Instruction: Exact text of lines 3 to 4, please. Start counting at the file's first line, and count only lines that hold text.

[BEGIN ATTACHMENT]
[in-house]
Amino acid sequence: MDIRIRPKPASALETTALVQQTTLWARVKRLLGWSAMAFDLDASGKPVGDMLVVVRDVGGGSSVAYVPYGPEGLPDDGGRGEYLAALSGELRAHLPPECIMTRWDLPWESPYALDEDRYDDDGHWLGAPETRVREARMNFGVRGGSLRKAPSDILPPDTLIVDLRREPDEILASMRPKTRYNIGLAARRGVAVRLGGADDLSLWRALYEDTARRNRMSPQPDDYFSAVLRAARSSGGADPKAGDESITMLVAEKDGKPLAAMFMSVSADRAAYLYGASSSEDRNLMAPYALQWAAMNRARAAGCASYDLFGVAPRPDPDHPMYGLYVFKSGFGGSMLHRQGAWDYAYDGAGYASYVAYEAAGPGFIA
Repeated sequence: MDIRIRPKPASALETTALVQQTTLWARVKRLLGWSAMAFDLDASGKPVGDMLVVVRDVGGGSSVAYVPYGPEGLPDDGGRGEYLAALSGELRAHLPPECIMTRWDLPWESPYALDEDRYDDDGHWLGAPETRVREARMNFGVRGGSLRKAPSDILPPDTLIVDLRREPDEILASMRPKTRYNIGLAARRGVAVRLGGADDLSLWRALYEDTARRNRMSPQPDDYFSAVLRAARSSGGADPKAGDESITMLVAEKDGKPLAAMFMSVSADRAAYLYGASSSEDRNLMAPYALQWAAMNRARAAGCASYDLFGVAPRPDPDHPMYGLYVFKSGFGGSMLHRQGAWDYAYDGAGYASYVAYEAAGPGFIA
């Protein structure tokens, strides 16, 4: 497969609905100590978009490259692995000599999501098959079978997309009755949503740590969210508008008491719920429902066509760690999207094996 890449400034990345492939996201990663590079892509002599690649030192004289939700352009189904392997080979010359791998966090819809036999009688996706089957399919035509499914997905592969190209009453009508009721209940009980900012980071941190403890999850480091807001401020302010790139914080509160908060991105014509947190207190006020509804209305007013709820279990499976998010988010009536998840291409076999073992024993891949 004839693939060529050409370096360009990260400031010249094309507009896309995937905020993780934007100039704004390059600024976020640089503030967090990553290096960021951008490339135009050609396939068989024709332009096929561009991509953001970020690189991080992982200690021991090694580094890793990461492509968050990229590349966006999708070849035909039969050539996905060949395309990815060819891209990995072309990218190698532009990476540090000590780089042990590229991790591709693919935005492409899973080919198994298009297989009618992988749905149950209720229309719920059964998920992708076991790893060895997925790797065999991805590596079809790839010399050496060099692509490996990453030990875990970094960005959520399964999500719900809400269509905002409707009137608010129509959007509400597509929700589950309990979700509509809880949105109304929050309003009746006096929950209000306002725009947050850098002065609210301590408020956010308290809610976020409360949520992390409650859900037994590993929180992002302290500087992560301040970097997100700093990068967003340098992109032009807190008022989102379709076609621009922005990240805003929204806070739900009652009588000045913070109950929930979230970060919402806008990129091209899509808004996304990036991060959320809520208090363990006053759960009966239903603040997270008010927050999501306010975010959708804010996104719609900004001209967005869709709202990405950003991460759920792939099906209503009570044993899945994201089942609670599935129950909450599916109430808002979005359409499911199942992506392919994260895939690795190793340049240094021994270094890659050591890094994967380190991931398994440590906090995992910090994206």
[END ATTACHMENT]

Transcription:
Repeated sequence: MDIRIRPKPASALETTALVQQTTLWARVKRLLGWSAMAFDLDASGKPVGDMLVVVRDVGGGSSVAYVPYGPEGLPDDGGRGEYLAALSGELRAHLPPECIMTRWDLPWESPYALDEDRYDDDGHWLGAPETRVREARMNFGVRGGSLRKAPSDILPPDTLIVDLRREPDEILASMRPKTRYNIGLAARRGVAVRLGGADDLSLWRALYEDTARRNRMSPQPDDYFSAVLRAARSSGGADPKAGDESITMLVAEKDGKPLAAMFMSVSADRAAYLYGASSSEDRNLMAPYALQWAAMNRARAAGCASYDLFGVAPRPDPDHPMYGLYVFKSGFGGSMLHRQGAWDYAYDGAGYASYVAYEAAGPGFIA
């Protein structure tokens, strides 16, 4: 497969609905100590978009490259692995000599999501098959079978997309009755949503740590969210508008008491719920429902066509760690999207094996 890449400034990345492939996201990663590079892509002599690649030192004289939700352009189904392997080979010359791998966090819809036999009688996706089957399919035509499914997905592969190209009453009508009721209940009980900012980071941190403890999850480091807001401020302010790139914080509160908060991105014509947190207190006020509804209305007013709820279990499976998010988010009536998840291409076999073992024993891949 004839693939060529050409370096360009990260400031010249094309507009896309995937905020993780934007100039704004390059600024976020640089503030967090990553290096960021951008490339135009050609396939068989024709332009096929561009991509953001970020690189991080992982200690021991090694580094890793990461492509968050990229590349966006999708070849035909039969050539996905060949395309990815060819891209990995072309990218190698532009990476540090000590780089042990590229991790591709693919935005492409899973080919198994298009297989009618992988749905149950209720229309719920059964998920992708076991790893060895997925790797065999991805590596079809790839010399050496060099692509490996990453030990875990970094960005959520399964999500719900809400269509905002409707009137608010129509959007509400597509929700589950309990979700509509809880949105109304929050309003009746006096929950209000306002725009947050850098002065609210301590408020956010308290809610976020409360949520992390409650859900037994590993929180992002302290500087992560301040970097997100700093990068967003340098992109032009807190008022989102379709076609621009922005990240805003929204806070739900009652009588000045913070109950929930979230970060919402806008990129091209899509808004996304990036991060959320809520208090363990006053759960009966239903603040997270008010927050999501306010975010959708804010996104719609900004001209967005869709709202990405950003991460759920792939099906209503009570044993899945994201089942609670599935129950909450599916109430808002979005359409499911199942992506392919994260895939690795190793340049240094021994270094890659050591890094994967380190991931398994440590906090995992910090994206």